The rise of Donald Trump has led me to think again about Benjamin Disraeli, one of the great figures of nineteenth-century English conservatism. There are many differences. Disraeli wrote his own books, married just one woman, and was not a newcomer to politics when, at the end of a long career in Parliament, he became Prime Minister, briefly in 1868 and then in full power from 1874-1880. But there are parallels worth pondering.

Disraeli was distrusted by the English establishment. Though he had been baptized in his youth, his physical features marked him as a Jew. In his books and speeches, he expressed idiosyncratic speculations about the distinctive genius and providential role of the Jewish people. He alienated his conservative colleagues and the Anglican establishment when, in 1847, he spoke in favor of modifying the oath of office to allow Lionel de Rothschild to occupy the seat in Parliament to which he had been elected. (Disraeli’s speech was in vain; Rothschild was denied his seat.) He was a dandy who wrote novels, which set him apart from the usual run of conservative MPs of his era—conventional gentlemen clothed in tweed and devoted to hounds, horses, and hunting.

This outsider came of age when English politics was being transformed by the industrial revolution. He had a rhetorical, romantic genius rather than a logical one, and he felt his way forward intuitively. This meant that he switched positions on key issues as circumstances changed. In consequence, Disraeli was often accused of being an opportunist, a politician without convictions, a man after power without regard to principle.

Were Disraeli reincarnated as a Republican politician, our establishment would very likely find him as distressing as they currently find Trump.

The parallels don’t end with the fact that both men were held in suspicion by the establishments of their times. Disraeli ascended to leadership in the Tory Party when it was in disarray. In the aftermath of the Napoleonic Wars, one of central political issues concerned the Corn Laws, protectionist tariffs on imported grain that were designed to support the landed interests, the traditional basis of wealth for England’s ruling class; also important were electoral reform and the expansion of the franchise. Disraeli’s Tory Party was on the defensive, and by the middle of the nineteenth-century it looked as though an ascendant liberalism (which in that era meant free trade and democratic reforms) was destined to command a permanent majority.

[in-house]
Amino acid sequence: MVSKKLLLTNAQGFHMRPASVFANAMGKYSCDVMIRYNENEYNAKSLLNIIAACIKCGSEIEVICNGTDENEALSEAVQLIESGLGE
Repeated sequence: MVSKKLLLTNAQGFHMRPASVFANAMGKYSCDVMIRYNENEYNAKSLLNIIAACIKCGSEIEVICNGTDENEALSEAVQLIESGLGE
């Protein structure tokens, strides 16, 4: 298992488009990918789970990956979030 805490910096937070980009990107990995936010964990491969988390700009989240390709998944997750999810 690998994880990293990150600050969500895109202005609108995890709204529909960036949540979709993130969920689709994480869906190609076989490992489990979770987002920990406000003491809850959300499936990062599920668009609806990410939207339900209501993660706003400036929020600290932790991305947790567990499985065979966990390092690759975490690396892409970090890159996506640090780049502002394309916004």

Disraeli orchestrated a transformation of Toryism. He recognized that the liberals (the progressives of his time) represented a relatively narrow set of interests that orbited around wealthy industrialists and the middle class that flourished in the new industrial economy. As all recognized, these interests were opposed to those of the aristocratic class, which measured wealth in land, not in textile production. But they were also opposed to those of agricultural workers who continued in their traditional roles on the great estates, as well as those of the industrial proletariat. This is why the Liberal Party wanted to expand the franchise—but not too far.

Liberalism then, as now, had a very limited moral imagination. It tended to view human beings as utility-maximizing machines. Here, Disraeli’s romanticism provided an advantage. For it turns out that modern men have existential needs as well as economic ones, and Disraeli intuited the ways in which ordinary Englishmen wanted to be part of a noble national enterprise.

Lately I’ve been dipping into his best-known novel, Sybil, Or the Two Nations (1845). The prose is charming, and as political propaganda the novel is a work of genius. In set pieces that would make Tom Wolfe jealous, Disraeli details the political corruption of the ascendant liberal ruling class. In other passages, his purple pose evokes a more benevolent past, which is juxtaposed with the hellish conditions created by the “Brutilitarians” who run things now. The aristocratic protagonist is converted from unfeeling privilege to a noble desire to raise up the poor and unify England.

Disraeli’s genius was to see the possibility of an alliance between a paternalistic, hereditary aristocracy and a patriotic, stubbornly traditional working class. He convinced Tories to outflank the liberals with an even greater expansion of the vote to working-class Englishmen. He implemented the first elements of the modern regulatory and welfare state designed to protect the interests of workers against factory owners. And he relished the pomp of Empire.

Disraeli was a paradoxical man. He was a wannabe aristocrat with a keen sense of what motivated ordinary people. And he was unbound by the political truisms of his time, improvising his way toward a new conservative coalition, which would become the foundation of modern English conservatism.

All of which makes me think again about Donald Trump. He, too, seems to intuit a growing gap between the interests of our working class and those of our ruling class, most of whom, whether right or left, see neo-liberalism and globalization as destiny. He, too, recognizes that politics has an existential dimension. His blunt nationalism inspires many with the hope that they can be part of something “great again.” And Trump, like Disraeli, has the advantage of running against a tone-deaf “Brutilitarian” establishment. Today’s technocrats can’t fathom the notion that people want to be citizens, not just clients, workers, investors, and consumers.

R. R. Reno is editor of First Things.

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